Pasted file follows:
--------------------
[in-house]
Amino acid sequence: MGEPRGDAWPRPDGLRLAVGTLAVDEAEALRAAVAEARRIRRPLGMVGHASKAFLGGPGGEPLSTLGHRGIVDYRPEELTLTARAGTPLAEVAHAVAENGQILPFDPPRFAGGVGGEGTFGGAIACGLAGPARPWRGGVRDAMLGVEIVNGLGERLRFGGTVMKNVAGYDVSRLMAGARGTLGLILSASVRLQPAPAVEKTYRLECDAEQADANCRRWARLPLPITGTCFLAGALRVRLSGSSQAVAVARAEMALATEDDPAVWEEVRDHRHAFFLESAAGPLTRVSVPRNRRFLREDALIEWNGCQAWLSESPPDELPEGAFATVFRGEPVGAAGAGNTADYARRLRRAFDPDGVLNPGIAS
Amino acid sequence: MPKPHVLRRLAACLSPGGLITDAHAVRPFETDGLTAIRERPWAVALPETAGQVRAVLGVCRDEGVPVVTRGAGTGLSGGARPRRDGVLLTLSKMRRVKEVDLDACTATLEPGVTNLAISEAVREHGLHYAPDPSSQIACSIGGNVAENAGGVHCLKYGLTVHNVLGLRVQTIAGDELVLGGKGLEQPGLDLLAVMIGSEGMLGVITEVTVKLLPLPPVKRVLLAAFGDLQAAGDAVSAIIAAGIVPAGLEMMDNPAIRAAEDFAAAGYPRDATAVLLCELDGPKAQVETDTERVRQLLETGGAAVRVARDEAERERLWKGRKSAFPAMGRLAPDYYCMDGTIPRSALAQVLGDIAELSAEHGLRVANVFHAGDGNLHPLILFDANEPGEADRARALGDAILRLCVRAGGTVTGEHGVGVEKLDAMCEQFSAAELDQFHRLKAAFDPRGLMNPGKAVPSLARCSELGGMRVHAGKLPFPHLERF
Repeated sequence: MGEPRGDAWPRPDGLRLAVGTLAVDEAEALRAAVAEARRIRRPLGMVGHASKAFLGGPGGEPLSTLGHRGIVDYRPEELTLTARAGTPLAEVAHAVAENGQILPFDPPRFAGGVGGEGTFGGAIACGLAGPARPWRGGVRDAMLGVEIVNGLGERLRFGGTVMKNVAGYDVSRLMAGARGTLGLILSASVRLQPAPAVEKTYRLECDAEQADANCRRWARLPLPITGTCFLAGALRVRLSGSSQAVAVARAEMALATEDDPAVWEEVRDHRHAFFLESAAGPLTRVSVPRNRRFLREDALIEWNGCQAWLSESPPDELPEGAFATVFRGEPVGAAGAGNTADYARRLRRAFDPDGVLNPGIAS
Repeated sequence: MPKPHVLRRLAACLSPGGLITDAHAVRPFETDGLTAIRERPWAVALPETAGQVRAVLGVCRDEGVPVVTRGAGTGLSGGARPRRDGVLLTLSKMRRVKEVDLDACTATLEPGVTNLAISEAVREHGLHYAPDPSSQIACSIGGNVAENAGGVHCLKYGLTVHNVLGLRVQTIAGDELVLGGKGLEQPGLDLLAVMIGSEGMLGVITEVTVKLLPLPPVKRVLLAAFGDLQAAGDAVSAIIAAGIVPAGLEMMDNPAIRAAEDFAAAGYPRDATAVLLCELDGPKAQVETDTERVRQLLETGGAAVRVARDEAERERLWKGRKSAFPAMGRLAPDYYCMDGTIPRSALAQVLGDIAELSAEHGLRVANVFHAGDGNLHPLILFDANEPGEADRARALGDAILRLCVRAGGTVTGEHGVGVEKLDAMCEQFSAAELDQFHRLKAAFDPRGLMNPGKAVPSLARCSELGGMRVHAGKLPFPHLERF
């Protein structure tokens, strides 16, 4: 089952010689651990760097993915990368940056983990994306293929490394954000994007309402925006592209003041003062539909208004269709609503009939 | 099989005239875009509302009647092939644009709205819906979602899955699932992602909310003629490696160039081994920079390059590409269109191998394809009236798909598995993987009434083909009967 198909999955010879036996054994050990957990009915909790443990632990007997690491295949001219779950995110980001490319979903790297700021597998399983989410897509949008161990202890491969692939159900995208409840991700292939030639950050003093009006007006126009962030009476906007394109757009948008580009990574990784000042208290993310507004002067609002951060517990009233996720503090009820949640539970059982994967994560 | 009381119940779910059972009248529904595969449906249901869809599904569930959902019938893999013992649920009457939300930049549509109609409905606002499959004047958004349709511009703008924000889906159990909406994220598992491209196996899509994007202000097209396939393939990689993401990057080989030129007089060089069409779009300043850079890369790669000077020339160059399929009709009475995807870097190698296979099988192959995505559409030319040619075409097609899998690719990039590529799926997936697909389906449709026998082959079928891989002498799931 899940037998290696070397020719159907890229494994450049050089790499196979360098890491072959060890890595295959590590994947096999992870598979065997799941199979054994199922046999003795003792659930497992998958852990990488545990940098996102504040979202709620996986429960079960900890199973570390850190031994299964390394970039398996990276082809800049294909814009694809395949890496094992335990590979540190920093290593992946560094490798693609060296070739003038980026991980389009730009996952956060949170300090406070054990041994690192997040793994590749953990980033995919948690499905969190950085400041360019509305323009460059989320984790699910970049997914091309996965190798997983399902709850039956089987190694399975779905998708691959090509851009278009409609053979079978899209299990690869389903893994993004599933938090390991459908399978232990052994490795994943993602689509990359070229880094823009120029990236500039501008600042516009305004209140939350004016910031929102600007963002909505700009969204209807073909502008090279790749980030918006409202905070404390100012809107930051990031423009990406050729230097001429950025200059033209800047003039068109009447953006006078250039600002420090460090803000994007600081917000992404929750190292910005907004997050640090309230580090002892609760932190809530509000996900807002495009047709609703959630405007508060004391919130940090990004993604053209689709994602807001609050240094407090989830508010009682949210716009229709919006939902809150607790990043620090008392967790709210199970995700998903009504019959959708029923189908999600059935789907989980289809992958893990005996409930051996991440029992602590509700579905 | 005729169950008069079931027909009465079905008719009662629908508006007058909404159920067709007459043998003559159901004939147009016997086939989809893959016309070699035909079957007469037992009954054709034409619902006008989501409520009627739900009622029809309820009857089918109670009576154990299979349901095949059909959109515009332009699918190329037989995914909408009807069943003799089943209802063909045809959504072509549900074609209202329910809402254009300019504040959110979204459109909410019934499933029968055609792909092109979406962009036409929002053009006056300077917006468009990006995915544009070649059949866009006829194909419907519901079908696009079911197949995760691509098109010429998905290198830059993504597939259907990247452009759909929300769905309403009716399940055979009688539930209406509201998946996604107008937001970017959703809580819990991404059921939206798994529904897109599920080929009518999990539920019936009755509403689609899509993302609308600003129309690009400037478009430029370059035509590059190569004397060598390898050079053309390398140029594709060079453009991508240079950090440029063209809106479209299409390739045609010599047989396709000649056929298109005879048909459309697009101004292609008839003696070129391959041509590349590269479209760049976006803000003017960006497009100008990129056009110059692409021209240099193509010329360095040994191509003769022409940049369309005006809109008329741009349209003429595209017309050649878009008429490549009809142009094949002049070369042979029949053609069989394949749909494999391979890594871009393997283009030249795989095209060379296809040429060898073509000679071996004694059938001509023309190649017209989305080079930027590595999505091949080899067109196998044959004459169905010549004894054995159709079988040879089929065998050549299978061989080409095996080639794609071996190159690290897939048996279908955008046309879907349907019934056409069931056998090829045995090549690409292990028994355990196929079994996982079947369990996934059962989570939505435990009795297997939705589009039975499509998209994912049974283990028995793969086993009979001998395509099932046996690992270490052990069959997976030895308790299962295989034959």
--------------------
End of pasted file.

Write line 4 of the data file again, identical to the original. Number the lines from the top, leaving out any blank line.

Repeated sequence: MGEPRGDAWPRPDGLRLAVGTLAVDEAEALRAAVAEARRIRRPLGMVGHASKAFLGGPGGEPLSTLGHRGIVDYRPEELTLTARAGTPLAEVAHAVAENGQILPFDPPRFAGGVGGEGTFGGAIACGLAGPARPWRGGVRDAMLGVEIVNGLGERLRFGGTVMKNVAGYDVSRLMAGARGTLGLILSASVRLQPAPAVEKTYRLECDAEQADANCRRWARLPLPITGTCFLAGALRVRLSGSSQAVAVARAEMALATEDDPAVWEEVRDHRHAFFLESAAGPLTRVSVPRNRRFLREDALIEWNGCQAWLSESPPDELPEGAFATVFRGEPVGAAGAGNTADYARRLRRAFDPDGVLNPGIAS